Case Description: A 24-year-old woman presented with right gluteal pain worsened by sitting and a palpable soft tissue mass of the sacrococcygeal region. Magnetic resonance imaging revealed a 3.7 cm cystic mass centered in the right gluteal region. She underwent a biopsy at an outside institution, with histology revealing myxopapillary ependymoma. The patient was referred to our hospital and underwent an interdisciplinary neurosurgical and orthopedic oncology en bloc resection of the ependymoma, which intraoperatively appeared to originate from the coccygeal nerve.
Conclusion: In the present report, the authors demonstrate that a myxopapillary ependymoma may present as an isolated gluteal mass attached to the coccygeal nerve, without frank CNS involvement. Furthermore, an interdisciplinary approach to surgical resection of this lesion appears to represent an effective treatment modality.
Keywords: Extra central nervous system ependymoma, Extraneural ependymoma, Gluteal ependymoma, Rare ependymoma case, Rare myxopapillary ependymoma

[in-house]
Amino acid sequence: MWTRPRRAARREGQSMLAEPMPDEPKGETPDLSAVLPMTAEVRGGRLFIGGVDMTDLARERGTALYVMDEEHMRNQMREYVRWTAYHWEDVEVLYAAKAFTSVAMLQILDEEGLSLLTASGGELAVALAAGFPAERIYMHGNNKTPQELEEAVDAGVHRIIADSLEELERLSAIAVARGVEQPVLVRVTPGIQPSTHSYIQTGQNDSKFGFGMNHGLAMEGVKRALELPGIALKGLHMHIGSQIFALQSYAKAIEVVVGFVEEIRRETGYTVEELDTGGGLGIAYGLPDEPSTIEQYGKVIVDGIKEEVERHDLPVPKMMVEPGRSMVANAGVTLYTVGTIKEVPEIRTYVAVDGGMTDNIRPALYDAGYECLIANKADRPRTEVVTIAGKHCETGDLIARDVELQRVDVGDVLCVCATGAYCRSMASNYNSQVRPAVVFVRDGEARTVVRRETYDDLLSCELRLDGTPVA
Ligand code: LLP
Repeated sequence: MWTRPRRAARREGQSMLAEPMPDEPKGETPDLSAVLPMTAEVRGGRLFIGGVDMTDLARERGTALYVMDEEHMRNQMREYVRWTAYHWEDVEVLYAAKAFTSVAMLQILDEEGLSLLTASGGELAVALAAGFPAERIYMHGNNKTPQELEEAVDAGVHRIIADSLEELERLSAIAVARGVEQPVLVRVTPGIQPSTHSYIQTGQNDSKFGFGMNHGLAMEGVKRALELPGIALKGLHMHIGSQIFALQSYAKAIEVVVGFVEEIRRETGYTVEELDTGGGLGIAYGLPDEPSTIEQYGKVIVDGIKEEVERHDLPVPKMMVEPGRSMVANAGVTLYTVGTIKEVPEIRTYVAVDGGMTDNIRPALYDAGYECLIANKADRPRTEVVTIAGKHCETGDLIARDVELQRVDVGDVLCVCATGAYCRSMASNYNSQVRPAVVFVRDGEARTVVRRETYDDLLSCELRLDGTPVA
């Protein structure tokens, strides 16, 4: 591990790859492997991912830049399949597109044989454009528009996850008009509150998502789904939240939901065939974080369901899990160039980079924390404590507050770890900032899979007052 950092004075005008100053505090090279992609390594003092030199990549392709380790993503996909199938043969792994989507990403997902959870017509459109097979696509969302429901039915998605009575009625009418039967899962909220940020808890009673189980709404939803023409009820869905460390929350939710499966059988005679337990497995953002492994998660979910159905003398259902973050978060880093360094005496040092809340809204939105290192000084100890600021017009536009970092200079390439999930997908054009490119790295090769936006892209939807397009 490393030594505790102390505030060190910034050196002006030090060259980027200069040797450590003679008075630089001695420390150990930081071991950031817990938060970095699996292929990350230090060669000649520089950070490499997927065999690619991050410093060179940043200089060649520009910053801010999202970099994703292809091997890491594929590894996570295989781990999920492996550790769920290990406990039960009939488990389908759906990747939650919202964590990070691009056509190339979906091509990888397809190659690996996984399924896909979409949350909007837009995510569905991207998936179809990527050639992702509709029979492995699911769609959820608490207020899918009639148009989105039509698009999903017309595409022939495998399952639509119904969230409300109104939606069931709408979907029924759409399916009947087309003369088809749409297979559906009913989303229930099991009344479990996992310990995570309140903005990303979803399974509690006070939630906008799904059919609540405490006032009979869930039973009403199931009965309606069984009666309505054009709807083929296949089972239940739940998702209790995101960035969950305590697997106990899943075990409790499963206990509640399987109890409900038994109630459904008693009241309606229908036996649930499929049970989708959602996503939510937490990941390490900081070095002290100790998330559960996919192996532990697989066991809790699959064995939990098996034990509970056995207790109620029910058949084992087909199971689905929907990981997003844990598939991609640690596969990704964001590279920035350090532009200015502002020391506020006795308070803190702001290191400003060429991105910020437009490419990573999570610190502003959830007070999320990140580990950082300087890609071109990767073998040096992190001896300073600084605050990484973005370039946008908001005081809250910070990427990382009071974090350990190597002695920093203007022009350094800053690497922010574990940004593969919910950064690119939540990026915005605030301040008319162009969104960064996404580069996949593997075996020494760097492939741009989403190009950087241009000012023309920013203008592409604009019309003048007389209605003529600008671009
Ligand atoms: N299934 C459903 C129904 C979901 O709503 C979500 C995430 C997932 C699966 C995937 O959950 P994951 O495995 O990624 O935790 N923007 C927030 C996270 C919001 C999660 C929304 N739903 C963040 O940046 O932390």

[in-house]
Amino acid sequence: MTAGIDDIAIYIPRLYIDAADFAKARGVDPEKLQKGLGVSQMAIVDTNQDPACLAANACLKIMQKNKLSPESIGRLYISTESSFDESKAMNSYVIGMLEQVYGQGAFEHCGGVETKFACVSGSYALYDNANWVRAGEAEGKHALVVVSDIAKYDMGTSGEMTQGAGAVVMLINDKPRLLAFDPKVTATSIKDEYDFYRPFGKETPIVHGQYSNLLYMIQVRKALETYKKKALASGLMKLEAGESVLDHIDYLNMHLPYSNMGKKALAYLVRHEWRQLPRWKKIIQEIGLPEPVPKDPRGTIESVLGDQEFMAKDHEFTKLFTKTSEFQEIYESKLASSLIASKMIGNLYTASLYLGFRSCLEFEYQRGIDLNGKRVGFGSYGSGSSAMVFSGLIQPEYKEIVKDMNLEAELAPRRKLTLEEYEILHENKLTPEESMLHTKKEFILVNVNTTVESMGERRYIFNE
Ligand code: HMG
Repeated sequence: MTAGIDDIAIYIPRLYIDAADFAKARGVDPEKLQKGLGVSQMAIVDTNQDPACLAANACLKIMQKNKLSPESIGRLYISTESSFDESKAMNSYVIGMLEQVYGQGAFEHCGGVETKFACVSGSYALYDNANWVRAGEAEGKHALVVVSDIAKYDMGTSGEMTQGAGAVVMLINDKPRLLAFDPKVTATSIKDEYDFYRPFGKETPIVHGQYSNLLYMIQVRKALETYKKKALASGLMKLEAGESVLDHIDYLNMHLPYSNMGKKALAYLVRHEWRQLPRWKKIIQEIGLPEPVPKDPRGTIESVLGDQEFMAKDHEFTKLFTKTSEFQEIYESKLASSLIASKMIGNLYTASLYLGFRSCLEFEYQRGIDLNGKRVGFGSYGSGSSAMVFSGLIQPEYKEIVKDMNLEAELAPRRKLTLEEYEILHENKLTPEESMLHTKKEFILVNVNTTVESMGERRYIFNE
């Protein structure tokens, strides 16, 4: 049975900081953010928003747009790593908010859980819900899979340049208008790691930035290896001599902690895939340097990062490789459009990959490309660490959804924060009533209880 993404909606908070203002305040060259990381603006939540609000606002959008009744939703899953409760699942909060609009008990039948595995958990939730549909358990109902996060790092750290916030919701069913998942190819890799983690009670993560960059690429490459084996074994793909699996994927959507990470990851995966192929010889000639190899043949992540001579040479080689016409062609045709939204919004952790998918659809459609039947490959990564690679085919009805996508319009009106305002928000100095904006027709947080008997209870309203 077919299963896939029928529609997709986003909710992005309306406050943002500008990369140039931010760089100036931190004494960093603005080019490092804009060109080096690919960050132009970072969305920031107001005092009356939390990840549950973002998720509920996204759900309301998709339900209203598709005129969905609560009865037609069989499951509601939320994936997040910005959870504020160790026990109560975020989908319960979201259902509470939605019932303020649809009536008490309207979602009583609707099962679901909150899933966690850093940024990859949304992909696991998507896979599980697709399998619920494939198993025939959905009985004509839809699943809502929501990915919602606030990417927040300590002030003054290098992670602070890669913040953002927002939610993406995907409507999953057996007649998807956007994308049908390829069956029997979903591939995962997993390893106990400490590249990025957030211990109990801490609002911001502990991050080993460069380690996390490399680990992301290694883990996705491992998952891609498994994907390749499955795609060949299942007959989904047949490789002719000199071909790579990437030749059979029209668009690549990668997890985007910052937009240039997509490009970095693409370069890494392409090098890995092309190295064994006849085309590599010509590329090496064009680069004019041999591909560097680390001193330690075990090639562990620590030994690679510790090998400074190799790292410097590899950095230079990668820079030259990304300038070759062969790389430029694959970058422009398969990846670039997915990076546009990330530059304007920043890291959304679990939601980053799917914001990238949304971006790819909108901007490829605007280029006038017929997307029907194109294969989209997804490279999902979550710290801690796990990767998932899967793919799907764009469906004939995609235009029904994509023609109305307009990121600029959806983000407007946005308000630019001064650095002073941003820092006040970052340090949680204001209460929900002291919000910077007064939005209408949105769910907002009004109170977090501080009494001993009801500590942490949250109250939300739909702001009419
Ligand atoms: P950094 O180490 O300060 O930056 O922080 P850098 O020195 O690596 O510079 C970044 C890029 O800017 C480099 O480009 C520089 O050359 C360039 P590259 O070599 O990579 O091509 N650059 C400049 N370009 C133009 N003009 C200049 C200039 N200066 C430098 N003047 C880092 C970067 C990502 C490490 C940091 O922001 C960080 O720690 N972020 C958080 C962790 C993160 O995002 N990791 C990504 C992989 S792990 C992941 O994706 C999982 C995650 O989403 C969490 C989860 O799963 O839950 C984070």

Ependymomas occurring outside of the central nervous system (CNS), otherwise known as extra CNS ependymomas, are extremely uncommon and only occasionally described in the literature, with most reports featuring only one to two cases per institution.[
In January 2021, we performed a systematic review of three literature databases to identify previous reports of gluteal myxopapillary ependymoma. No time restriction was applied to allow for a comprehensive search. The following search terms were used: (gluteal myxopapillary ependymoma) OR (sacrococcygeal myxopapillary ependymoma) OR (coccygeal myxopapillary ependymoma). There were a total of 302 publications: 131 from PubMed, 87 results from Scopus, and 84 results from Web of Science. There were 211 publications after deletion of duplicates. We included all cases of primary myxopapillary ependymoma presenting as a gluteal mass confirmed to have no association with the CNS. Studies were excluded if they were not in English or not journal articles (e.g., conference abstracts).